CASS COUNTY, Mo. – There’s a new crime fighting tool in Cass County, and it can fit in the palm of a deputy’s hand.
The Cass County Sheriff’s Office is now using mobile fingerprint scanners. The device is about the size of a cellphone and can identify someone in a matter of minutes.
“This is just the natural evolution,” Cass County Sheriff Jeff Weber said. “It’s a way for us to be more efficient at what we do.”
The agency started testing the devices about a month ago and said it helps deputies know if someone is lying about their real identity.
“There are a great deal of people who commit crimes that don’t like to either identify themselves or give false information,” Weber said.
Here’s how it works: The device will scan your left and right index fingers. From there the deputy will run it through a criminal database. If someone has ever been arrested and fingerprinted, the computer will reveal the person’s name, date of birth and picture. If the person has never been arrested, nothing will show in the system.
“We don’t drive down the streets and see you walking and make contact and ask to take your fingerprint,” Weber said.
The sheriff said a deputy must have reasonable suspicion or probable cause to stop someone.
“The courts have said if you refuse to provide identification, we can detain you as long as it’s necessary to prove who you are,” Weber explained.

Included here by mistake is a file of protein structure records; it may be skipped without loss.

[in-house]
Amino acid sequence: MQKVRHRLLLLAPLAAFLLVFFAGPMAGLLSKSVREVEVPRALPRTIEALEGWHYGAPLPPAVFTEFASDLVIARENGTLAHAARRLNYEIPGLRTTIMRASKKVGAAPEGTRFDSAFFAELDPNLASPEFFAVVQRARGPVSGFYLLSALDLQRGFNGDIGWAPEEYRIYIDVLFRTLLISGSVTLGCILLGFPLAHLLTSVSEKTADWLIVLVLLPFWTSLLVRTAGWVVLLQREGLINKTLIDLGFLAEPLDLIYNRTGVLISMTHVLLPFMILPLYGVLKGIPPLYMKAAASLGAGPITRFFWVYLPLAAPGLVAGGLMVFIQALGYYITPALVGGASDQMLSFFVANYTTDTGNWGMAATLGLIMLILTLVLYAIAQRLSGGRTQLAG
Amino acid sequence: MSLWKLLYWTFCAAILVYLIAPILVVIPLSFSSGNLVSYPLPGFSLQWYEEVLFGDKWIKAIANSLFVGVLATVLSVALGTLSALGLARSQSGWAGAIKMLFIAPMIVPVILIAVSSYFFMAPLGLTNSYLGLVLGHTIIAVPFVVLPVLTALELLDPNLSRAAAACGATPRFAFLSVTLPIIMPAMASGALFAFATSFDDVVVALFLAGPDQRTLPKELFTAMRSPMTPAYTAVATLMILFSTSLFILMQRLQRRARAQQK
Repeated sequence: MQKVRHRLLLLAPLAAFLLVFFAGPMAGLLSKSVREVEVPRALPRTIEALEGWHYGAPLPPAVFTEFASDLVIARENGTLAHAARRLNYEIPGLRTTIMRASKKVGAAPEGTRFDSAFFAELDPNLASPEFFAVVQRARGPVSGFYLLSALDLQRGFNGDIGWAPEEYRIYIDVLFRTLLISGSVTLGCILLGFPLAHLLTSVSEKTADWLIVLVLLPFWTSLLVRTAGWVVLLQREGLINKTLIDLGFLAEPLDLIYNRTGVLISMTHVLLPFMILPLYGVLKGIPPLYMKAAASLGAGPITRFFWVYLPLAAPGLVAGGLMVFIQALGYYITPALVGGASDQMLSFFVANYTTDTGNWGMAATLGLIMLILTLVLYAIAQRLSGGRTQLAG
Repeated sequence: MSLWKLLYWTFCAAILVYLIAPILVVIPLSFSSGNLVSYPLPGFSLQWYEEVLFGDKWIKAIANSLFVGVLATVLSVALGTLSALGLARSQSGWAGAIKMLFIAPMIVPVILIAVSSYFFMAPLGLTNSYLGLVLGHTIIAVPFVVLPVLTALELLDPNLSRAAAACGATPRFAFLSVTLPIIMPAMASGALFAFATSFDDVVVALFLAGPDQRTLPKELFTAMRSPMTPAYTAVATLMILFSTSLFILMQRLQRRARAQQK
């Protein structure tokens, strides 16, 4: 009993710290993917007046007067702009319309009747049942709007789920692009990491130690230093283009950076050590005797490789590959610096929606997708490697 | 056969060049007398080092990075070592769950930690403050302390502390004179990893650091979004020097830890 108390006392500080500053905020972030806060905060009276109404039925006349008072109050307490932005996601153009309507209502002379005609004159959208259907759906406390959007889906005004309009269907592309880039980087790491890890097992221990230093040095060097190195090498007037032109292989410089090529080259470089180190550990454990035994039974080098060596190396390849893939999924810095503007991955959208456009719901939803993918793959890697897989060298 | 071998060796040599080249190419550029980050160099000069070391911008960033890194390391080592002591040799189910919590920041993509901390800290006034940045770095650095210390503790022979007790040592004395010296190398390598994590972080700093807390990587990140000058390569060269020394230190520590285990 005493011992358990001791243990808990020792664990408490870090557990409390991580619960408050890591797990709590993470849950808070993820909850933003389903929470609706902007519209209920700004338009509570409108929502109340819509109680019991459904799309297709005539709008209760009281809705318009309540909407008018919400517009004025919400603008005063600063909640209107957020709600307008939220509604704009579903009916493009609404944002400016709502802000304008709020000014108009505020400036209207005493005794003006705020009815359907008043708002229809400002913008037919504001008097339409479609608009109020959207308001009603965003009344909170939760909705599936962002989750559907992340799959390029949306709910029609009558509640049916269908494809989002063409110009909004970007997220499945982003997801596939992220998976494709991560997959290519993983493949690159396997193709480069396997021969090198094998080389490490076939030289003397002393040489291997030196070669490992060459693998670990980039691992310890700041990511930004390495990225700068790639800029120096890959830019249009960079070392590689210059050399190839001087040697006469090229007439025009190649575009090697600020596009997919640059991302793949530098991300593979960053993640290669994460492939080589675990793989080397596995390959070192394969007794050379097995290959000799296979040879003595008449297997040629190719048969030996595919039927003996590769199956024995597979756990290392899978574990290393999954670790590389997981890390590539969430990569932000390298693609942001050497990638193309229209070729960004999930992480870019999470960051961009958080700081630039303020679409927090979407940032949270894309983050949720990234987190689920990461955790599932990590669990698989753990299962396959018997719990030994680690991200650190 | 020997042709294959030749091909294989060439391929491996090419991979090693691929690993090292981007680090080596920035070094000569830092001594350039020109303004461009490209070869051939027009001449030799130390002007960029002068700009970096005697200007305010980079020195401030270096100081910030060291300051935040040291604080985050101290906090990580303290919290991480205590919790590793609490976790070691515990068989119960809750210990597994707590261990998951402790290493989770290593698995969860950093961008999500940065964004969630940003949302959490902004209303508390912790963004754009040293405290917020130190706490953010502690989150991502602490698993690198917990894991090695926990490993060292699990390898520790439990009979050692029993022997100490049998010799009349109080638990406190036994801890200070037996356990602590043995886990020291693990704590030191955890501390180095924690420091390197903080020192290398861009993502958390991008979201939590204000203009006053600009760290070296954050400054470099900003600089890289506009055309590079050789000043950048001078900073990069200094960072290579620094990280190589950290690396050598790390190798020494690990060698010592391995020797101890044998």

The sheriff’s office might also use the scanners, which cost about $1,500 each, if a person is unable to speak for themselves.
“There was situation where an individual was shot in Belton, and he was incapacitate and could not speak, and they could not identify who he was,” Weber said. “A deputy was able to walk into the hospital and scan his finger right and identify who that shooting victim was.”
Cpl. Zach Weber is one of two deputies using the devices in the field. He called it a “great tool” because he can use it on the side of the road and get results in under a minute.
“Before I would have to take them to jail, which could take up to 30 minutes to get down here, fingerprint them and then wait up to an hour plus to get back the results of who they are,” Weber said. “So it cuts down time a lot.”
Weber said the scanners do not store peoples’ information and wanted to assure the public that their Fourth Amendment rights, which protect from unreasonable searches or seizures, will not be violated.
“That process has not changed,” he said. “It’s just now more convenient.”
Weber said it’s the agency's goal to have the devices in all patrol cars.
FOX4 reached out to more than a dozen law enforcement agencies across the metro to find out if they used similar technology. Kansas City Police Department, Blue Springs Police Department and the Missouri Highway Patrol confirmed they have mobile fingerprint scanners.